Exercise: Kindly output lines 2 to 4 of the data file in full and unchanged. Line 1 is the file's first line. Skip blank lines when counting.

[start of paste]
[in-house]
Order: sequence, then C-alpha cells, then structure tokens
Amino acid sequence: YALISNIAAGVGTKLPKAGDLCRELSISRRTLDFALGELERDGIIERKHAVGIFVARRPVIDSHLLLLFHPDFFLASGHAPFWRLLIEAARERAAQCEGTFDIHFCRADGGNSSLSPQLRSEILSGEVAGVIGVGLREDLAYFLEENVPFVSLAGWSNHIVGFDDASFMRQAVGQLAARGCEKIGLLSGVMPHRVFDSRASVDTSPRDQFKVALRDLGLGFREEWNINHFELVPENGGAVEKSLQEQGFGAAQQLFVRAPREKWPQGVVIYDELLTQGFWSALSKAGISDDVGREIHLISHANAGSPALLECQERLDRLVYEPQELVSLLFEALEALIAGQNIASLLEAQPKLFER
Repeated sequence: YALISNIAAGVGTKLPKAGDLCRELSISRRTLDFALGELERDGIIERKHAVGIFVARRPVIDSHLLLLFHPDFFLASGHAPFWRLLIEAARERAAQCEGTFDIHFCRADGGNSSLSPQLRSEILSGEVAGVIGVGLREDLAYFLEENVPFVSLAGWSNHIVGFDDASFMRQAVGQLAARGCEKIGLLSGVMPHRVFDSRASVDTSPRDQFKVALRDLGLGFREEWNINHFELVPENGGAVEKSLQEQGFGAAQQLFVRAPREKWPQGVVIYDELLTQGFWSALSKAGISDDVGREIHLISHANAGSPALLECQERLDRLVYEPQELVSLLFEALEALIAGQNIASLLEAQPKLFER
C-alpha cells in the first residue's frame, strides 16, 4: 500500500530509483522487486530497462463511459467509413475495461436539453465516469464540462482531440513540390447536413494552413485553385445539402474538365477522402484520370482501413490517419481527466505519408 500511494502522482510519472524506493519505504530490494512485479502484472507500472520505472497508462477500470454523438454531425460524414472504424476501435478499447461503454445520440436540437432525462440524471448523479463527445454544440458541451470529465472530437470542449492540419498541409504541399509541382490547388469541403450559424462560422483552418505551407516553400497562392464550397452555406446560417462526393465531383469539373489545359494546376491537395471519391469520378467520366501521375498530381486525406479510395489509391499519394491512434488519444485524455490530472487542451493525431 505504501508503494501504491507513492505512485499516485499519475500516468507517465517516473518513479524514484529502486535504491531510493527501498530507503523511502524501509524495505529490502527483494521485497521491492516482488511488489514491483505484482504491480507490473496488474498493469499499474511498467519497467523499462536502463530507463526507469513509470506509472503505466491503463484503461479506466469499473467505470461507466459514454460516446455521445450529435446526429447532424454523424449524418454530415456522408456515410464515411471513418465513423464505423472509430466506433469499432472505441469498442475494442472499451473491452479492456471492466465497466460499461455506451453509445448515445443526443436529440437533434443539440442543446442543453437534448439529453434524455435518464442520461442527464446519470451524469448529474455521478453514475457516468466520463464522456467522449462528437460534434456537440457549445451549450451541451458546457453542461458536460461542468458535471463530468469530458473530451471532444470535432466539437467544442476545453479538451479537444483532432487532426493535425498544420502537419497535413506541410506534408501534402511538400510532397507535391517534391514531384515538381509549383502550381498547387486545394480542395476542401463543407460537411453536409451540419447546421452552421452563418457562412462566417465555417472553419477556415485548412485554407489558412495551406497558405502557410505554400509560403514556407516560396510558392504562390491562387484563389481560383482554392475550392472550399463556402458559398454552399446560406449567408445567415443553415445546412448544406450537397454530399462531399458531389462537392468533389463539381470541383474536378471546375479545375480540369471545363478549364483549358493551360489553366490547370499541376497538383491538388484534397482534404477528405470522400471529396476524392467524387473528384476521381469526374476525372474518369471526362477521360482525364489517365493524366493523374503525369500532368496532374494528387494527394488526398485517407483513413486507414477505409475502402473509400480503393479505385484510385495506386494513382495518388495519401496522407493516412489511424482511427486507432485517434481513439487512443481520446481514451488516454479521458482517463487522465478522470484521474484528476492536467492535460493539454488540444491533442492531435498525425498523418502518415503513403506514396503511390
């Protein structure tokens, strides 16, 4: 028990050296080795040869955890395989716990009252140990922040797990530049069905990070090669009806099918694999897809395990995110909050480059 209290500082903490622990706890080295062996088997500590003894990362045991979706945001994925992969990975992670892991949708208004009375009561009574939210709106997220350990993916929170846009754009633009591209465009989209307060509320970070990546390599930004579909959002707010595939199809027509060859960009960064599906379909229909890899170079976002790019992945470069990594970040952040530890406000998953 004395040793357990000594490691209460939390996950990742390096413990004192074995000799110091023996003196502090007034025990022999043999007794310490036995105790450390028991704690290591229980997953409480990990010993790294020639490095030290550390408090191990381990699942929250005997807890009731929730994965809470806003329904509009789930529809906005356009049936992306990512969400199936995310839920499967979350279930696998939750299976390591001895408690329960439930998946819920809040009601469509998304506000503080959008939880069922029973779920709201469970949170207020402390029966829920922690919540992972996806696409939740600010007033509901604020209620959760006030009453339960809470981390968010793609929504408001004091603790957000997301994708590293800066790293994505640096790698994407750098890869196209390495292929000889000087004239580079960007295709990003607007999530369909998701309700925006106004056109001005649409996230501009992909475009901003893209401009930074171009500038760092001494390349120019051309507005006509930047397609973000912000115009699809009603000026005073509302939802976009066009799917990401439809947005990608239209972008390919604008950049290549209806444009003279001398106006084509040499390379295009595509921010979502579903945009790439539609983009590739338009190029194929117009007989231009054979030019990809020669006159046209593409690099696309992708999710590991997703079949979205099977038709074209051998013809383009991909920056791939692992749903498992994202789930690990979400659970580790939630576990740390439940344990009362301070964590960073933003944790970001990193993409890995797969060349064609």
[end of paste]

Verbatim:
Order: sequence, then C-alpha cells, then structure tokens
Amino acid sequence: YALISNIAAGVGTKLPKAGDLCRELSISRRTLDFALGELERDGIIERKHAVGIFVARRPVIDSHLLLLFHPDFFLASGHAPFWRLLIEAARERAAQCEGTFDIHFCRADGGNSSLSPQLRSEILSGEVAGVIGVGLREDLAYFLEENVPFVSLAGWSNHIVGFDDASFMRQAVGQLAARGCEKIGLLSGVMPHRVFDSRASVDTSPRDQFKVALRDLGLGFREEWNINHFELVPENGGAVEKSLQEQGFGAAQQLFVRAPREKWPQGVVIYDELLTQGFWSALSKAGISDDVGREIHLISHANAGSPALLECQERLDRLVYEPQELVSLLFEALEALIAGQNIASLLEAQPKLFER
Repeated sequence: YALISNIAAGVGTKLPKAGDLCRELSISRRTLDFALGELERDGIIERKHAVGIFVARRPVIDSHLLLLFHPDFFLASGHAPFWRLLIEAARERAAQCEGTFDIHFCRADGGNSSLSPQLRSEILSGEVAGVIGVGLREDLAYFLEENVPFVSLAGWSNHIVGFDDASFMRQAVGQLAARGCEKIGLLSGVMPHRVFDSRASVDTSPRDQFKVALRDLGLGFREEWNINHFELVPENGGAVEKSLQEQGFGAAQQLFVRAPREKWPQGVVIYDELLTQGFWSALSKAGISDDVGREIHLISHANAGSPALLECQERLDRLVYEPQELVSLLFEALEALIAGQNIASLLEAQPKLFER